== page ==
Financial watchdog to probe home and car insurance pricing
The financial watchdog has launched a study into how insurance firms charge their customers for home and motor insurance.
The Financial Conduct Authority (FCA) says it is concerned that insurers' pricing practices have the potential to harm consumers, particularly those who are vulnerable.
It says this study will give it a better understanding of the scale of harm to consumers, who it affects and, if necessary, what actions are required to improve the market.
What will the study look at?
The FCA says its study will look into the following topics:
- The outcomes for consumers of firms' pricing practices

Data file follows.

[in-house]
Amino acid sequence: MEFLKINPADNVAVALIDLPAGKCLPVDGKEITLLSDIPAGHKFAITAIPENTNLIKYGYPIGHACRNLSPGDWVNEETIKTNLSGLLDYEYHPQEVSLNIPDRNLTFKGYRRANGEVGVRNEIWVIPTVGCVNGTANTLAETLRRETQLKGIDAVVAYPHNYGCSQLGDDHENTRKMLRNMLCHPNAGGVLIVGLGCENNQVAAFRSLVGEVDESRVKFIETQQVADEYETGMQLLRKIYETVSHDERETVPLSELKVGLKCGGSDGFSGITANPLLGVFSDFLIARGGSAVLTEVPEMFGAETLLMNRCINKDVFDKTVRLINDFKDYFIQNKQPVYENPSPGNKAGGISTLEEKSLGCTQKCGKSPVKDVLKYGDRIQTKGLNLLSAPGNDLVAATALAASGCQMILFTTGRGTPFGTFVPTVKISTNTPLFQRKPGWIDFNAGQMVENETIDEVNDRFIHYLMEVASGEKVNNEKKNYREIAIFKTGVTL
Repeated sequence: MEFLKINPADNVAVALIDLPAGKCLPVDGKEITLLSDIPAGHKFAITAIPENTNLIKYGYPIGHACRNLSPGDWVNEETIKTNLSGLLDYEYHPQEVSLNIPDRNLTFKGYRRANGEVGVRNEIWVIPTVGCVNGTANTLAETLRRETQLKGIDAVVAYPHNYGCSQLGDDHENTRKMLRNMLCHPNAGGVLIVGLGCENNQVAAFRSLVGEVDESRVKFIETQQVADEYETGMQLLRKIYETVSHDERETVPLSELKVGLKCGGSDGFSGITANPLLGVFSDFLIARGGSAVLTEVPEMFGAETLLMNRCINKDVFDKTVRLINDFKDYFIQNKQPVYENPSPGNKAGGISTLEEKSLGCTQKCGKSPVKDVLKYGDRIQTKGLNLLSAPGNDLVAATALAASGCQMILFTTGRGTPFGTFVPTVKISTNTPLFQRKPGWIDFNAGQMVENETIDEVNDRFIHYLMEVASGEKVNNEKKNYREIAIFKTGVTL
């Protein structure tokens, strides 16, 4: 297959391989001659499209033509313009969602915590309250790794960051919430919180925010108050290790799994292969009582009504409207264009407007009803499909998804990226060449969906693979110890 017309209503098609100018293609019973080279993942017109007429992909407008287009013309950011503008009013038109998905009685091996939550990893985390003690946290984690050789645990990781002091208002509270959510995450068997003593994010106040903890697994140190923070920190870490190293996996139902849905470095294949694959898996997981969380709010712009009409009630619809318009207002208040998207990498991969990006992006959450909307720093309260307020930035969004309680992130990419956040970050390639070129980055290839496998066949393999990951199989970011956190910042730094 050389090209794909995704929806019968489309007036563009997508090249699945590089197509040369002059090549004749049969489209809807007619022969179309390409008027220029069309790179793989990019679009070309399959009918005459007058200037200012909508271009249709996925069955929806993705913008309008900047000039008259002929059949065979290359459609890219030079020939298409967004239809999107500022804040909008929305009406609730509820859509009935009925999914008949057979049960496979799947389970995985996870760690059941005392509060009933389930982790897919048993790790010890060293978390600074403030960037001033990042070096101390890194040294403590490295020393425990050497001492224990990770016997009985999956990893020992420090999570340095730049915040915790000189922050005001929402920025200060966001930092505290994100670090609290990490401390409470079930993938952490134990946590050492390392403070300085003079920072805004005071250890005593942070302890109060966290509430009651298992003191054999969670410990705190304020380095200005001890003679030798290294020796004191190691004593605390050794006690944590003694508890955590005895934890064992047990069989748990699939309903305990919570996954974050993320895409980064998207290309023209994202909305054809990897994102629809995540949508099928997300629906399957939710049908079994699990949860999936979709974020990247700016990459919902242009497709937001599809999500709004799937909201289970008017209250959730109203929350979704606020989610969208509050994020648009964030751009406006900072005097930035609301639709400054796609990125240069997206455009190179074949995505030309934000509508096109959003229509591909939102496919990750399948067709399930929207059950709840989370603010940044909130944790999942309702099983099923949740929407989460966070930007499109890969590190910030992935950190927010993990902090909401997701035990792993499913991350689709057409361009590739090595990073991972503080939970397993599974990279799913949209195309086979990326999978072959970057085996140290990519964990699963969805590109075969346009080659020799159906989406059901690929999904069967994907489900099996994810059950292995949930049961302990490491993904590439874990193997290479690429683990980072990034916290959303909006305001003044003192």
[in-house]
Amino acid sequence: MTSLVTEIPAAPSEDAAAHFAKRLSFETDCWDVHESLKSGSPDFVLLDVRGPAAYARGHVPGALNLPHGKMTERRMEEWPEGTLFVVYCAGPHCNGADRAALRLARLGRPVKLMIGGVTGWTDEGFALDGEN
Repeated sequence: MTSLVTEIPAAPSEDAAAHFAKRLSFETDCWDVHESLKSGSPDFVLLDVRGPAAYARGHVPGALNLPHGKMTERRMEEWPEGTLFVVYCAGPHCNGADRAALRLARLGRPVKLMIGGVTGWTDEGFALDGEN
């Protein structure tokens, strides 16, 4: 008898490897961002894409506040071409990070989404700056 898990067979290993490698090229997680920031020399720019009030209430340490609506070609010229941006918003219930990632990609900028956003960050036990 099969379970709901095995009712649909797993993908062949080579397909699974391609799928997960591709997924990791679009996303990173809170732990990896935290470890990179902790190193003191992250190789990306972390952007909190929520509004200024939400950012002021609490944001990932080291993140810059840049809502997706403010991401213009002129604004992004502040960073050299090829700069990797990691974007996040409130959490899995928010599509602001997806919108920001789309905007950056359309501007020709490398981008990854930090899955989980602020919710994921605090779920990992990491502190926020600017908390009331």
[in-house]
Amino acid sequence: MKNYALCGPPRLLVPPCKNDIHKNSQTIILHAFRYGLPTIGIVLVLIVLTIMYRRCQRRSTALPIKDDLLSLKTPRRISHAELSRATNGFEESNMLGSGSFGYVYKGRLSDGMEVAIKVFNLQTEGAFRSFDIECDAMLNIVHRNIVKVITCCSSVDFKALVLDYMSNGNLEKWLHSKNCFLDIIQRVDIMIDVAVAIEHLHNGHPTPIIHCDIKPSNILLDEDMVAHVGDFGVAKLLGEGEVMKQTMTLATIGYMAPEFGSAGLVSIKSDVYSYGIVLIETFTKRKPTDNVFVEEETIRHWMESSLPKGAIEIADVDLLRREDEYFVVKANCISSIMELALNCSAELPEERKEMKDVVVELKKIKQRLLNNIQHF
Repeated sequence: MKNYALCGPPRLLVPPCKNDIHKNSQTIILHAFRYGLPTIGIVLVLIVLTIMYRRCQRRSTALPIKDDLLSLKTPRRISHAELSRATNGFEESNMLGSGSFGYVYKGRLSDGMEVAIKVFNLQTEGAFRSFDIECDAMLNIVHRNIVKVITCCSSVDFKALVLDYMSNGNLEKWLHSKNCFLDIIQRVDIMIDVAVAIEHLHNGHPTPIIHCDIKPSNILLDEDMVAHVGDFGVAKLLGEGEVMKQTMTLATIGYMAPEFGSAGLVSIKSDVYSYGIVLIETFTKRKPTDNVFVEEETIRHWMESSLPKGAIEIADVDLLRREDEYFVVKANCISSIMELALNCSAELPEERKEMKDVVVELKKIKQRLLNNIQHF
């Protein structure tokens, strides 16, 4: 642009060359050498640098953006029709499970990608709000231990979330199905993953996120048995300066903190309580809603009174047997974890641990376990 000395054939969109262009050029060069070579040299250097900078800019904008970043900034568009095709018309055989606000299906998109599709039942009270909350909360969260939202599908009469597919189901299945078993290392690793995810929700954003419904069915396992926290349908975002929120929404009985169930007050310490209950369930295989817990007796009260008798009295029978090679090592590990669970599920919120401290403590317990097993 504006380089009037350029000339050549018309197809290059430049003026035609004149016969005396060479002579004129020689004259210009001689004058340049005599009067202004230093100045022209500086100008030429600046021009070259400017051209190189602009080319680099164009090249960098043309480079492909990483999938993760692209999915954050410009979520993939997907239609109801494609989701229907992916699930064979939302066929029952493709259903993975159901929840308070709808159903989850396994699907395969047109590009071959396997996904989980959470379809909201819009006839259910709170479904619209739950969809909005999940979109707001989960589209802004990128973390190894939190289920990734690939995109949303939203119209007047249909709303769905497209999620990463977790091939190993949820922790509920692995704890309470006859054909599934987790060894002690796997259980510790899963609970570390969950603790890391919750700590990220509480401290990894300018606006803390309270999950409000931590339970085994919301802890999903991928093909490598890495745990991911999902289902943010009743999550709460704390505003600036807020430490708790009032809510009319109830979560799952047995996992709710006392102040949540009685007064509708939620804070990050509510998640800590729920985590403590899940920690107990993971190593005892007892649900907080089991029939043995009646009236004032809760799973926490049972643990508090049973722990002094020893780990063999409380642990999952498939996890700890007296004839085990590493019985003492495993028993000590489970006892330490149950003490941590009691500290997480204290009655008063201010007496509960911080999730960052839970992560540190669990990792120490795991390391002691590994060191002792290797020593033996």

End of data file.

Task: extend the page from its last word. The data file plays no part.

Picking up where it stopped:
- How fair these outcomes are
- The impact of pricing practices on competition
- Remedies to address any harm that the FCA finds
It aims to publish an interim report in summer 2019 setting out preliminary conclusions and if necessary, a discussion of potential remedies. It will then publish a final report by the end of 2019.
The FCA says it's also working closely with the Competition and Markets Authority as it investigates the Citizens Advice super-complaint on excessive prices for loyal customers who do not switch for better deals.
What does the FCA say?
FCA chief executive Andrew Bailey said: "Our initial work has identified a number of areas of potential consumer harm. We want to make sure that general insurance markets deliver competitive and fair prices for all consumers.
"This market study will help us examine the outcomes from general insurance pricing practices and inform how, if necessary, we should intervene to improve the market.
"If change is needed to make the market work well for consumers, we will consider all possible remedies to achieve this."